Some Thoughts on Independence Day
Two hundred and thirty seven years ago, a group of educated, politically popular entrepreneurs and leaders got together and declared war against their country, and told their King they were starting their own nation. They endorsed a revolution against the world’s largest political power.
They listed their grievances against their government, telling their sovereign it had abused its power, had deprived its citizens of liberty, and acted immorally. Their extensive list is familiar to us, the topics and grievances familiar to what we hear today in Syria, Egypt, China, Turkey, and closer to home.
These rebels, speaking for their communities and neighbors, declared they were done with trying to reform their nation. Their grievances were so extensive, and the inability of the government to listen and respond, and to reform, had become obvious and without remedy.
So, they denounced their government, and declared their independence. They rebelled.
This was treason of the highest order. If caught, they would be hanged, and all their property would be confiscated, their families impoverished, and likely imprisoned. And the war would risk devastating their cities, their farms, everything they had worked for.
No one had ever declared independence from Great Britain before, and succeeded. “The King can do no wrong” was the major theme of politics and governance. Indeed, the King’s reign was blessed by All Mighty God, His Majesty exercising unlimited, even divine power. Laws and taxes were enacted by a parliament comprised of noblemen and wealthy businessmen, who were making huge profits from the lucrative trading laws and colonial economy of the British Empire. American colonists had no voice. And, they had discovered they had few rights.
The Empire had the world’s largest navy, and the world’s largest army. And, Britain was the world’s largest economy. The American colonies depended on British trade to sell all of their goods, and to buy the supplies and goods they needed. Trying to make their way in a world without the umbrella of the British economy was a dangerous road. They were risking everything they had for their values.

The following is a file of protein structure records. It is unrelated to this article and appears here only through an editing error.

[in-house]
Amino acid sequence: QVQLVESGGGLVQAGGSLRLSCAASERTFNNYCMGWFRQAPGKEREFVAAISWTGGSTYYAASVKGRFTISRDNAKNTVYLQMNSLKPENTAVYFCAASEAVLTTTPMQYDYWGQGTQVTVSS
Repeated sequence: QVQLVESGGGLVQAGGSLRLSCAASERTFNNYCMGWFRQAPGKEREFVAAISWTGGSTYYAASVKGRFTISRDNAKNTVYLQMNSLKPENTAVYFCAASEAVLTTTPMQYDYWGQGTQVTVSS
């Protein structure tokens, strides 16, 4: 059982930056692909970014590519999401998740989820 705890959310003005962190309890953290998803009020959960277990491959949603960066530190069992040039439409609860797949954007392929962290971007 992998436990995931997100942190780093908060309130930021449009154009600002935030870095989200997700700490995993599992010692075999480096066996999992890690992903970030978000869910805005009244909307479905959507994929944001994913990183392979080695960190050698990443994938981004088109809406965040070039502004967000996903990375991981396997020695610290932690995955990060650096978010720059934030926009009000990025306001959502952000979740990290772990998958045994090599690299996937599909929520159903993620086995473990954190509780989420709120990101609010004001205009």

Their rebellion wasn’t popular with everyone. Many people supported the Crown, and the rebellion dragged on for seven terrible, bloody years. Cities were beseiged, New York City was burned, trade was blockaded. People starved, and thousands died of disease and the ravages of war. The British were ruthless and brutal, as they brought large armies to track down the rebels, and end the rebellion.
Yet, the flame of wanting liberty and human dignity, and self governance eventually prevailed. Sheer determination and courage won the day, and eventually Britain conceded American independence.
That new nation was not perfect, and faced enormous obstacles. Slavery, disparity of wealth, onerous taxation, the needs of justice, and a fragmented and inexperienced government burdened the young nation. And, those issues and the wide range of political thought continue to be part of our national conversation today.
Yet, there was hope. There was a shared belief that whatever we do as a nation, we will act with respect to personal opinions, we will engage in serious debate, and we will be willing to share our collective burdens. We will make our decisions, and then we will move ahead, together, as a community.
Our Founding Fathers started a revolution. They risked everything, in order to be able to live in a community where there is freedom of speech, due process of law, and respect for the opinions and rights of others.
Are we that committed to those ideals today? Are we willing to be the revolutionaries when we are called upon? Are we willing to sign our own Declaration of Independence in bold strokes, telling the King that he is wrong, and we will be free, and that we are willing to die for that? Or, have we even given that much thought, as we head out for a Fourth of July picnic, or to watch the fireworks at the park?
The words of the Declaration of Independence resound today within our national fabric. Those words have inspired people throughout the world to believe in themselves, and to take charge of their lives, to cherish life, liberty, and the pursuit of happiness.
Today, our challenge is to remember that revolution, and to continue to rekindle those flames of liberty and freedom, and the willingness to put all that we have on the line for the betterment of our community and freedom for all.
—Neal Lemery, July 3, 2013